Since 2010 there has been £50 million-worth of investment in schools in Watford. Only last week, we had the announcement about St John’s Church of England primary school, under Father David Stevenson. Can my right hon. Friend assure me that this situation of massive investment in schools will continue, because it is hugely benefiting my constituents and their children?
We are spending £18 billion in this Parliament on school buildings—that is more than Labour spent in their first two terms in office combined—and I want to see that continue. What we are seeing in our schools is not just this important building work but a massive change in culture and leadership as we see standards rise and we see school after school really transformed through their results. I know that is happening in Watford, as elsewhere, and so what we must do is carry on with this programme, carry on with our reforms, and make sure we give more young people the chance of a good start in life.
Today, Tata has announced that it hopes to sell its long products business, including the integrated steel site in Scunthorpe. People are understandably concerned about that. Will the Prime Minister meet me and a cross-party group of MPs whose communities are affected by the decision, in order to make sure there is a bright future for long product steel in the UK, which underpins so much of British manufacturing?
I am very happy to meet the hon. Gentleman and other north Lincolnshire MPs to discuss this vital issue. Over the past four years we have seen some good developments in the steel industry, not least with the reopening of Redcar and what has happened in Port Talbot. I want to see a strong future for steel making in Scunthorpe. I know how important this issue is. We are engaging with both Tata Steel and the company that is looking to buy, and we look forward to those discussions. The hon. Gentleman will also know that we took action in the Budget to try to ease the burden on energy-intensive users. We have seen a recovery of manufacturing in this country, particularly through the car industry, and obviously we want to see the steel industry as part of that.
As the economy gets stronger, we on the Government Benches will not forget the deficit, but if the Prime Minister can afford his tax cuts, will he also commit to continuing the protection of school budgets that we have achieved under this coalition, or must tax cuts for high earners and those inheriting estates come first?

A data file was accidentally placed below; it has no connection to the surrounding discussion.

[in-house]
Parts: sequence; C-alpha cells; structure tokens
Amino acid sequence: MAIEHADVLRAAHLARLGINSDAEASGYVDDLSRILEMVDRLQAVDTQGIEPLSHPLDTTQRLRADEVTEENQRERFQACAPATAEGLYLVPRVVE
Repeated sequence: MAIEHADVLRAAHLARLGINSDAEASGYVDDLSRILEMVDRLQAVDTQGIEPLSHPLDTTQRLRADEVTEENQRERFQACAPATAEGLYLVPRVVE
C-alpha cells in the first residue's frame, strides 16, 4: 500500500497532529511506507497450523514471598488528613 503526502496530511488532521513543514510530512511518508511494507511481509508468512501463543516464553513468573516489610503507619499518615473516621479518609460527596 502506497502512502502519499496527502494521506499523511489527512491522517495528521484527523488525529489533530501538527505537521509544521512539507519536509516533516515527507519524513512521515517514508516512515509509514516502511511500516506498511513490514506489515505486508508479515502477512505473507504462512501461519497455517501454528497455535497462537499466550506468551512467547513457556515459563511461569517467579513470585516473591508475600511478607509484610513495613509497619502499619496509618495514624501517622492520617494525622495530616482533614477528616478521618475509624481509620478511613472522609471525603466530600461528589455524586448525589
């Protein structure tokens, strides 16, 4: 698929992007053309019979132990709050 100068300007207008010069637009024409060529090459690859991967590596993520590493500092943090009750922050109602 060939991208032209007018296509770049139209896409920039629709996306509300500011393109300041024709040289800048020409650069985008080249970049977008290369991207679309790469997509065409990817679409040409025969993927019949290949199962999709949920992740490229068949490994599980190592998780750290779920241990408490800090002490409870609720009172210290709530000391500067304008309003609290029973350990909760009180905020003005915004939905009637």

As my hon. Friend knows, the truth about all these things is that we can afford a strong school system and a strong health system only if we maintain a strong economy. That is why he is absolutely right to say that we must not forget about the deficit, as the Leader of the Opposition did. We have to make sure that we keep getting the deficit down and keep getting the country back to work. The truth is that, as we stand here today, the British economy is growing and more people are getting into work. We are making good progress on all our economic plans, but there is no complacency, because we face real challenges in terms of what is happening in the rest of the world. The biggest threats to the British economy are sitting a few feet away from me—people who have learned absolutely nothing. They would borrow more, tax more and spend more. They would take us right back to the start.
The people of Kobane in northern Syria are desperately fighting off attack from ISIS. The United Nations Secretary-General has asked for immediate action to tackle it and support the beleaguered civilian population. What are the UK Government doing to try to make sure that massacre is prevented in Kobane?
Of course, we are taking action in the skies over Iraq, but we fully support the action that America and other states, including Arab states, are taking in the skies over Syria, which has had some effect on the town of which the hon. Lady speaks. I think there is a case for Britain doing more, but I recognise that what we have to focus on right now is the air power over Iraq and the training of an effective Syrian national opposition, because in time the right answer for Syria is the same as the right answer for Iraq: a Government who can represent all of their people and armed services that can fight on behalf of all of their people. Britain should play its role in making sure that happens.
Will the Prime Minister join me in thanking the 45 companies and organisations that attended my fourth jobs fair last week? Will he also thank Selby college for putting on the event and the staff at Selby Jobcentre Plus, and welcome the fact that unemployment in Selby and Ainsty is now down by more than half since the last election?
I congratulate my hon. Friend on holding those jobs fairs, which have been a very effective way of helping people who are looking for work to get jobs. If we look at Yorkshire and Humberside overall, we see that across the year there has been a 46,000 reduction in unemployment. That demonstrates that unemployment is coming down right across our country, but we have to stick to the long-term economic plan that is delivering that.
Mr Skinner will, I am sure, be in his place next week and probably several times before then.